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Home > Alberta's Resource Inventory > Soil and Agriculture > Resource Development > Seeding > Direct Seeding

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Direct Seeding

Direct seeding is a relatively new approach to seeding. Direct seeding, like no-till, is a cropping system whose purpose it is to improve soil and soil moisture conservation. Unlike no-till, direct seeding is more flexible, allowing the utilization of some tillage to solve weed problems, high moisture, and heavy clay soil conditions.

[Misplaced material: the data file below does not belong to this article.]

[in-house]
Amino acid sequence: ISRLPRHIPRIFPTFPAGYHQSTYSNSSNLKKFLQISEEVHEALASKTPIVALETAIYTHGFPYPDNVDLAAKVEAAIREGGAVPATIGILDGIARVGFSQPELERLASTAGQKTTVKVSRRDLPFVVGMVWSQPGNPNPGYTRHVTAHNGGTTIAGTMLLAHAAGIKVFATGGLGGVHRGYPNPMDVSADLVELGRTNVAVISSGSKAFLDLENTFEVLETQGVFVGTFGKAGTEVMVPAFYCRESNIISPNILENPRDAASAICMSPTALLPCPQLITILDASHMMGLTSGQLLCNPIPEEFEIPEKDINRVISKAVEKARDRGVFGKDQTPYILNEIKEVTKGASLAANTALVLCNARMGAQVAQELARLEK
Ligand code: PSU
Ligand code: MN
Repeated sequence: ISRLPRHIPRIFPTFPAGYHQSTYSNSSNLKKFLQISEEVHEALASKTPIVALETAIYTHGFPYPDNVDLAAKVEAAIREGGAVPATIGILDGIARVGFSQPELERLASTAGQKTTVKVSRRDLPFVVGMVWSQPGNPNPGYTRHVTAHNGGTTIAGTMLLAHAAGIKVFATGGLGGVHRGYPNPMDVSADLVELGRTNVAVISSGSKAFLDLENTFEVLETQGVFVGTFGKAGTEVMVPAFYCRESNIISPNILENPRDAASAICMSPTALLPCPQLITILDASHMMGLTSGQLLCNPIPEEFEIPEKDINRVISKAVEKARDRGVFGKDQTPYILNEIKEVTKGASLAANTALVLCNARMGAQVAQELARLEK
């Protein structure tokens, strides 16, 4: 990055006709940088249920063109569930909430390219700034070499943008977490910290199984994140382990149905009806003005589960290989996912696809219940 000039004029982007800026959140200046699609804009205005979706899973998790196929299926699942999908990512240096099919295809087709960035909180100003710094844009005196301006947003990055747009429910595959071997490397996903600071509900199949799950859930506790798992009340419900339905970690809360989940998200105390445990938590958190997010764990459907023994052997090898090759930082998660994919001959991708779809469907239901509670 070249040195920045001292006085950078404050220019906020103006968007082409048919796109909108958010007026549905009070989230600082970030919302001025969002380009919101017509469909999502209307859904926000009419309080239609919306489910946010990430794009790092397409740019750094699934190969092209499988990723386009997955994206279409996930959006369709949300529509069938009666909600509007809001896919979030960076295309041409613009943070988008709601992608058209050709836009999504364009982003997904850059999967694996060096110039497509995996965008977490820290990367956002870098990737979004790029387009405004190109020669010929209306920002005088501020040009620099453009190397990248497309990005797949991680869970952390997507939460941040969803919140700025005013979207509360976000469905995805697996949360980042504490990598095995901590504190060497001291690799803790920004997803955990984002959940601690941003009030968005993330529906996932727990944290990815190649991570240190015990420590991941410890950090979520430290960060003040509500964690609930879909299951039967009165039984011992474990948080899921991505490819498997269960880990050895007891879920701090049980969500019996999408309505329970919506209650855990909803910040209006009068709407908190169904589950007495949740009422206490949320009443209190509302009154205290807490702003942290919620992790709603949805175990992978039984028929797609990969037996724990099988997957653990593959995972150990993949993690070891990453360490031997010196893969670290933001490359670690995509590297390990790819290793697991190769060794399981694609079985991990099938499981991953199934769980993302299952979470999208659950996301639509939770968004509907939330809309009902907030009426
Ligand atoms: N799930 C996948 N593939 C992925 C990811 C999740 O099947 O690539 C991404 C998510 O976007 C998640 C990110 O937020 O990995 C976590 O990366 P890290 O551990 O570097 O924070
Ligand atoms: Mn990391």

In direct seeding, soil is not tilled in the spring before planting. This is to conserve soil moisture in the seedbed. The soil surface must be compact and level to preserve soil moisture. Most of the crop residue remains on the surface with at least half the stubble remaining upright and anchored to trap as much snow as possible.

Typical operations are fall fertilizer banding with knives, and redistributing crop residue and incorporating herbicides with heavy or rotary harrows. The amount of soil disturbance during direct planting varies with the type of opener.


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